Nearly 100,000 dolphins in a “super-mega-pod” were caught on film stampeding through the waters off San Diego on Sunday.
The enormous pack caused quite a spectacle for viewers.
“They were coming from all directions. You could see them from as far as the eye can see,” the Daily Mail was told by Joe Dutra, who saw the wonder first hand.
The Hornblower Cruises captain was on a tour when he and the nature watchers saw the thousands of dolphins.
The rare gathering of marine mammals was given the name “super-mega-pod.” Typically dolphins swim in pods of 15 to 200.
“I’ve seen a lot of stuff out here… but this is the biggest I’ve ever seen, ever,” Dutra told the local NBC affiliate.
The trail of dolphins was nearly seven miles long and five miles wide, Dutra estimated.
Experts have not been able to explain why so many dolphins were seen traveling together.
“They’re definitely social animals, they stick together in small groups. But sometimes, the schools come together,” marine expert Sarah Wilkin told NBC.
Though this is an extremely rare occurrence, huge numbers of dolphins were seen flocking together this time last year.
The idea of the intelligent sea mammals having a connection to the end of the world dates back to “The Hitchhikers Guide to the Galaxy.”
The film is described by the Internet Movie Data Base:
“Mere seconds before the Earth is to be demolished by an alien construction crew, journeyman Arthur Dent is swept off the planet by his friend Ford Prefect.”
The Douglas Adams book was made into a movie in 2005 and the opening scene describes how dolphins tried to warn humans of the apocalypse, but left when they realized mankind wasn’t receiving their message.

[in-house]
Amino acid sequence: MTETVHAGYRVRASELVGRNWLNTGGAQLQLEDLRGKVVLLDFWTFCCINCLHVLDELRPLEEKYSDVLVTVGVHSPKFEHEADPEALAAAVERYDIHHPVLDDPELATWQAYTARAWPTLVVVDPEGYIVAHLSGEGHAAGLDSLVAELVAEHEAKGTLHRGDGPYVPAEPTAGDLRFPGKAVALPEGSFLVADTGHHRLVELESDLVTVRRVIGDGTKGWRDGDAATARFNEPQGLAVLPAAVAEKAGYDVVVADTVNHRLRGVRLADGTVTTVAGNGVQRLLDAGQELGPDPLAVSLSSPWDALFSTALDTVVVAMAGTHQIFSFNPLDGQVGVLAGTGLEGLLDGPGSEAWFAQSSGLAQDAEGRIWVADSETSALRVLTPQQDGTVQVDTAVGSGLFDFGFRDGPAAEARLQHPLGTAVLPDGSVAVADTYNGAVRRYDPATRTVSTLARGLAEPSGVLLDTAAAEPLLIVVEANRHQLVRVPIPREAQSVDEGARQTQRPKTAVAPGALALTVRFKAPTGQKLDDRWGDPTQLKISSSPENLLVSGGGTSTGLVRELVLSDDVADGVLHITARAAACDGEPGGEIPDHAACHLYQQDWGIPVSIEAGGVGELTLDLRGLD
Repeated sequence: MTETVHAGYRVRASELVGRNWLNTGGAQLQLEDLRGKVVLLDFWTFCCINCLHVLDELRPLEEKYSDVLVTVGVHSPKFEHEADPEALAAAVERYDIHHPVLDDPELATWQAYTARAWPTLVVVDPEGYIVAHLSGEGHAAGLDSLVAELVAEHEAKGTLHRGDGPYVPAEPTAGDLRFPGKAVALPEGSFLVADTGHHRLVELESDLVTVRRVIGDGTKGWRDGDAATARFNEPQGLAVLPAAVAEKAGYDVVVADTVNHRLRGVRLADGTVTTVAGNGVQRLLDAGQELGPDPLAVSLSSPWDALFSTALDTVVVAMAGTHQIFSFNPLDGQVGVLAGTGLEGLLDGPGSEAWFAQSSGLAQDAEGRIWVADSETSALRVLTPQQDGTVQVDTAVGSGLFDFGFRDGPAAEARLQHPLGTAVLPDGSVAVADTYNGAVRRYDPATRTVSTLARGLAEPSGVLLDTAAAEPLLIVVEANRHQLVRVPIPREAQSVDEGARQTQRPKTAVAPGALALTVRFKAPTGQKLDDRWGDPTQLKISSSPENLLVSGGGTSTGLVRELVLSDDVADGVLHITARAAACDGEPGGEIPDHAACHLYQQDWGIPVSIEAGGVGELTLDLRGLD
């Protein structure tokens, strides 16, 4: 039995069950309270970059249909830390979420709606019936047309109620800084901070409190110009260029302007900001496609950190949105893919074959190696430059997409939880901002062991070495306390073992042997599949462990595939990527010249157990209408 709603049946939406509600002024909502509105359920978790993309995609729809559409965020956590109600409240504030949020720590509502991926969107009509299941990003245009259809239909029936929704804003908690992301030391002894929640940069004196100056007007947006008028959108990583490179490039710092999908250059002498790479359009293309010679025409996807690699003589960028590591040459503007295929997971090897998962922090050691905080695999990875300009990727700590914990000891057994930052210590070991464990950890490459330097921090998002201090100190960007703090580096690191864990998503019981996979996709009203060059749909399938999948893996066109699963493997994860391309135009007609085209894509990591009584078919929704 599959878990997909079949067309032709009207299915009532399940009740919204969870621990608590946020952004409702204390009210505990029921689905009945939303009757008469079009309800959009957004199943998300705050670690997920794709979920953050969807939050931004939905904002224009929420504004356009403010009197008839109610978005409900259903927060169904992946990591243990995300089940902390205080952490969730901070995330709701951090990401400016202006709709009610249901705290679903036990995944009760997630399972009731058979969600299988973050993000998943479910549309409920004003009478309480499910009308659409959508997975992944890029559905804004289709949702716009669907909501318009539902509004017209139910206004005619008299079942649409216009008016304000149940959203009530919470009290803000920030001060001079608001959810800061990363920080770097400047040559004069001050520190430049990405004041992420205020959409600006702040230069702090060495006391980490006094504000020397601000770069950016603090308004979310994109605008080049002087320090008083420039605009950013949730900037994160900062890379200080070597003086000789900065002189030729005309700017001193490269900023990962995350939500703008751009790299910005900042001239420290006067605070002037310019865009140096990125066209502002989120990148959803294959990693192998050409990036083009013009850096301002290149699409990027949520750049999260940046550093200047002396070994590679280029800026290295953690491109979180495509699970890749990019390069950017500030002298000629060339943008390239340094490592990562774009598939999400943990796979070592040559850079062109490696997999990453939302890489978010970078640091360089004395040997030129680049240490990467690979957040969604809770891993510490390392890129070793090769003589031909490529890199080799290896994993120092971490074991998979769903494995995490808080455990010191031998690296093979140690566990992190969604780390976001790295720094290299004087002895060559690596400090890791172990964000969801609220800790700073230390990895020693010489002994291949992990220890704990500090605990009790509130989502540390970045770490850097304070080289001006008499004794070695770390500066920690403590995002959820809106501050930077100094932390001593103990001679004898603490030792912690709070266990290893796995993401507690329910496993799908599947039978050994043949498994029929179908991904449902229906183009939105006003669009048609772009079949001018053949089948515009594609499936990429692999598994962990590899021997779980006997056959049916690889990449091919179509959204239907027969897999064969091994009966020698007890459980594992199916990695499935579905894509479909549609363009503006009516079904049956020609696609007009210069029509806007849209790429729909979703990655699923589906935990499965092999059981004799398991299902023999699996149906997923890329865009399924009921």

“It's an important and popular fact that things are not always what they seem,” the movie opens with.
“For instance, on the planet Earth, Man had always assumed that he was the most intelligent species occupying the planet, instead of the *third* most intelligent. The second most intelligent creatures were of course dolphins who, curiously enough, had long known of the impending destruction of the planet earth. They had made many attempts to alert mankind to the danger, but most of their communications were misinterpreted as amusing attempts to punch footballs or whistle for tidbits. So they eventually decided they would leave earth by their own means. The last ever dolphin message was misinterpreted as a surprisingly sophisticated attempt to do a double backward somersault through a hoop while whistling 'The Star-Spangled Banner,' but in fact the message was this: So long and thanks for all the fish.”
When the Dana Point story was reported in 2012, people were quick to blame their strange behavior on the end of the world. But since humankind generally seems to be quick to "cry apocalypse"; see the Mayan calendar prediction of Dec. 21, 2012, the pope's resignation, the meteor that hit Russia and various other occurences.
Check out the video of the Dana Point stampede below: